Here is what I found about them:

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http://www.tokachi.com/

This cheese is inspired by, if not the shape, French Saint-Maure, a fresh goat-cheese type covered with wood ash.
Firm, but easy, it is very mild. To be savoured on its own.
Pasteurized.

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This particular cheese has the shape, colour and texture, and the taste of a French Valencay. Solid but soft on the tongue. Great on its own or with a salad.
Pasteurized.

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This cheese is semi-hard type, very reminscent of the same produced in Italy.
Stronger taste, but very pleasant. Great on its own or cooked.
Pasteurized.

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This cheese is reminiscent of a French Santranges before aging dries it up and leaves mold on its surface.
Firm in texture,but soft on the tongue in spite of a pronouced taste.
Would be greated toasted on a salad!
Pasteurized.

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This cheese is the only one made from raw milk in that series.
Very much like a fresh Brousse from Corsica, France. Has already developped a strong taste of its own. If aged properly, coild become a very interesting cheese. To be eaten on its own with a Port!

All these are surprisingly “mature” in taste for Japanese cheese, which shows that cheese in Japan definitely has a future!

Fran Fran Farm
Hokkaido, Kamikawa Gun, Shimizu Cho, Hatainan, 10 sen
Tel.: (81)(0)156-63-3400
HOMEPAGE

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Cheese Plate at Gentil (7)

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This article is again dedicated to Cheese Monger as he is interested in what we can expect here in Japan!

I don’t need to introduce Gentil and Ms. Keiko Kubota in Japan who is THE authority on cheese in Japan!

Look at picture above to find out what I sampled last Wednesday:

Left top: Chaource (Cow, France)
Left bottom: Bon de Sologne (Cow, France)

Centre under muscat raisins: Merois (Goat, France)
Centre bittom: Tsuki no Monogatari/Moon Story (Raw Cow milk, Japan, Hokkaido)

Right top: Mimolette, 2 months old (Cow, France)
Right bottom: Bleu d’Auvergne (Cow, France)

Another great plate, I can assure you!

Restaurant Gentil
Address:420-0031 Shizuoka Shi, Gofuku-cho, 2-9-1, Gennan Kairaku building, 2F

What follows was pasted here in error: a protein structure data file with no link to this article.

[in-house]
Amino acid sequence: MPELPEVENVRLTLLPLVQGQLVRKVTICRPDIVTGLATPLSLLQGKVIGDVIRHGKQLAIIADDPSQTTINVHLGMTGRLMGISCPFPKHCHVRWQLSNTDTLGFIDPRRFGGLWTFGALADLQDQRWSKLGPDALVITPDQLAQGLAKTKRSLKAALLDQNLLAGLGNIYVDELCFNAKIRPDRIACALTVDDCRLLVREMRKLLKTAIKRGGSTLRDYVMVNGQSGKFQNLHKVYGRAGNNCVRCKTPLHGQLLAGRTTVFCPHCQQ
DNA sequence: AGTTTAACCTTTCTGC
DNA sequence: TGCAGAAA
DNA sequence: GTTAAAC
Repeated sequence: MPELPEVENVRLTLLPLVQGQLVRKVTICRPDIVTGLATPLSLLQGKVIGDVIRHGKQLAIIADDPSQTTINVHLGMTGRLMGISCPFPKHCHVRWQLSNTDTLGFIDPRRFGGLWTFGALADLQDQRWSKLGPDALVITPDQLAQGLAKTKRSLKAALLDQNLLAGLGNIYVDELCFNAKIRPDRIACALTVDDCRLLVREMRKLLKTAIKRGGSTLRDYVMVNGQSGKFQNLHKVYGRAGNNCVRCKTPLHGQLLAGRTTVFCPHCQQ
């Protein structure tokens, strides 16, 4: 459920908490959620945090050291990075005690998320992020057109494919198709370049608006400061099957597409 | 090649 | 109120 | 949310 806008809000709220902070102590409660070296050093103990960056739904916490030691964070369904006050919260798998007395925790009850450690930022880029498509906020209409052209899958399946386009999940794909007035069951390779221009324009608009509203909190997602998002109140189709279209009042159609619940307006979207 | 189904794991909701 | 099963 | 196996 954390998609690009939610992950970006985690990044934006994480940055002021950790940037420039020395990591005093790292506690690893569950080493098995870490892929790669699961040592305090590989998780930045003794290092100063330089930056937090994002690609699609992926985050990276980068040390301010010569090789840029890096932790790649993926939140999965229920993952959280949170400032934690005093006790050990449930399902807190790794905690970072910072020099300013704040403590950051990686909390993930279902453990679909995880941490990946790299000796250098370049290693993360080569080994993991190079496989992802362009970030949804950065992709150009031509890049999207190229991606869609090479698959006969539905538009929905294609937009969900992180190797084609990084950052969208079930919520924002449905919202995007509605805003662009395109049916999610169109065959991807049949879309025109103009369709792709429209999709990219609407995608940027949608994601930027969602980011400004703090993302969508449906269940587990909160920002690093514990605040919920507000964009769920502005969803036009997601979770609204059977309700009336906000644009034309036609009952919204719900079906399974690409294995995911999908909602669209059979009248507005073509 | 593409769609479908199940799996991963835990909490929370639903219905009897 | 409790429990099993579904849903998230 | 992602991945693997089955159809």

Tel.: 054-2547655 (Reservations advisable)
Fax: 054-2210509
Opening hours: 12:00~14:00, 18:00~last orders for meals at 21:30. Bar time 18:00~23:30. Closed on Mondays.
Credit cards OK
Homepage (Japanese)

Please check the new postings at:
sake, shochu and sushi

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Cheese Plate at Gentil (6)

GENTIL-CHEESE-09-07

This article is dedicated to Cheese Monger as he is interested in what we can expect here in Japan!

I don’t need to introduce Gentil and Ms. Keiko Kubota in Japan who is THE authority on cheese in Japan!

Look at picture above to find out what I sampled lately:

Right top: 6-month old Gouda (Holland)
Right centre: 12-month old Mimolette (France)
Right bottom: Epoisses (France)

Centre: Fourme d’ambert (France)

Left top: Sakura (Hokkaido/Japan)
Left centre: Bon de Sologne (France)
Left bottom: Gorgonzola Dolce (Italy)

Great plate, I can assure you!

Restaurant Gentil
Address:420-0031 Shizuoka Shi, Gofuku-cho, 2-9-1, Gennan Kairaku building, 2F
Tel.: 054-2547655 (Reservations advisable)
Fax: 054-2210509
Opening hours: 12:00~14:00, 18:00~last orders for meals at 21:30. Bar time 18:00~23:30. Closed on Mondays.
Credit cards OK
Homepage (Japanese)

Please check the new postings at:
sake, shochu and sushi

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Dessert: Ricotta, Orange Peels & Chocolate Tart

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Italy and France can make up for some great combinations with a little imagination.
Here is a failry simple recipe that should please quite a few people as it includes cheese:
Ricotta, Orange Peels & Chocolate Tart!

INGREDIENTS: For 6~8 persons/20 cm wide mold than can opened.

-Pastry:
Flour: 200 g
Butter: 150 g (not too cold, please!) + a little for the mold
Milk: 1 large tablespoon
Egg yolk: 1 small